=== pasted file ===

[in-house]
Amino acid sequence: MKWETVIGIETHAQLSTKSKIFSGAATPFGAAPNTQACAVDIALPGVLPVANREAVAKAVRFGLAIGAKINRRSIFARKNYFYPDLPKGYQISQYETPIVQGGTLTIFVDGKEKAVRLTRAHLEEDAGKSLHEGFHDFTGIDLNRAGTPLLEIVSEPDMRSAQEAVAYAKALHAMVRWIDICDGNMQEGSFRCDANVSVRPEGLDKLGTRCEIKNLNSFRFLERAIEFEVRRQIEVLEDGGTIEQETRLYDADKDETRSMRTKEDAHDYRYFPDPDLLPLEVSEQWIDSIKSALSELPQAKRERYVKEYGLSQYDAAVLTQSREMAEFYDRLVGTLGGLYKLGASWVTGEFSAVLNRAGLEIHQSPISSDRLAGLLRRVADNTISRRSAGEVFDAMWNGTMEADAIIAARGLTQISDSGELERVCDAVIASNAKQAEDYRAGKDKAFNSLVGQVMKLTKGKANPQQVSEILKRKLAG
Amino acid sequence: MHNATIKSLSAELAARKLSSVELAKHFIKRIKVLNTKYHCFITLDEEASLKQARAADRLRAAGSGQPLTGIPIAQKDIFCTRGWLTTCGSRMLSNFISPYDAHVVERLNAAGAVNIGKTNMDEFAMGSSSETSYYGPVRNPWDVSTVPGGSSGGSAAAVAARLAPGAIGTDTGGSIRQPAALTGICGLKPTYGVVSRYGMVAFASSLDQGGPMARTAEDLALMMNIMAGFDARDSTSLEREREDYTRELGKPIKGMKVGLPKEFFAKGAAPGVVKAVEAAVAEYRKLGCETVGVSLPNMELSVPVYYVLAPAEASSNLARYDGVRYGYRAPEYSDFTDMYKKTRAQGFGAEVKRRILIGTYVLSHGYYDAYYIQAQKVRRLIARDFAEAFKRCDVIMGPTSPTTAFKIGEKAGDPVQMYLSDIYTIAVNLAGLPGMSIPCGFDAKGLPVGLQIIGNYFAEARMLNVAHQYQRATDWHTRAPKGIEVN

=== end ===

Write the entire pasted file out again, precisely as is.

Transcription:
[in-house]
Amino acid sequence: MKWETVIGIETHAQLSTKSKIFSGAATPFGAAPNTQACAVDIALPGVLPVANREAVAKAVRFGLAIGAKINRRSIFARKNYFYPDLPKGYQISQYETPIVQGGTLTIFVDGKEKAVRLTRAHLEEDAGKSLHEGFHDFTGIDLNRAGTPLLEIVSEPDMRSAQEAVAYAKALHAMVRWIDICDGNMQEGSFRCDANVSVRPEGLDKLGTRCEIKNLNSFRFLERAIEFEVRRQIEVLEDGGTIEQETRLYDADKDETRSMRTKEDAHDYRYFPDPDLLPLEVSEQWIDSIKSALSELPQAKRERYVKEYGLSQYDAAVLTQSREMAEFYDRLVGTLGGLYKLGASWVTGEFSAVLNRAGLEIHQSPISSDRLAGLLRRVADNTISRRSAGEVFDAMWNGTMEADAIIAARGLTQISDSGELERVCDAVIASNAKQAEDYRAGKDKAFNSLVGQVMKLTKGKANPQQVSEILKRKLAG
Amino acid sequence: MHNATIKSLSAELAARKLSSVELAKHFIKRIKVLNTKYHCFITLDEEASLKQARAADRLRAAGSGQPLTGIPIAQKDIFCTRGWLTTCGSRMLSNFISPYDAHVVERLNAAGAVNIGKTNMDEFAMGSSSETSYYGPVRNPWDVSTVPGGSSGGSAAAVAARLAPGAIGTDTGGSIRQPAALTGICGLKPTYGVVSRYGMVAFASSLDQGGPMARTAEDLALMMNIMAGFDARDSTSLEREREDYTRELGKPIKGMKVGLPKEFFAKGAAPGVVKAVEAAVAEYRKLGCETVGVSLPNMELSVPVYYVLAPAEASSNLARYDGVRYGYRAPEYSDFTDMYKKTRAQGFGAEVKRRILIGTYVLSHGYYDAYYIQAQKVRRLIARDFAEAFKRCDVIMGPTSPTTAFKIGEKAGDPVQMYLSDIYTIAVNLAGLPGMSIPCGFDAKGLPVGLQIIGNYFAEARMLNVAHQYQRATDWHTRAPKGIEVN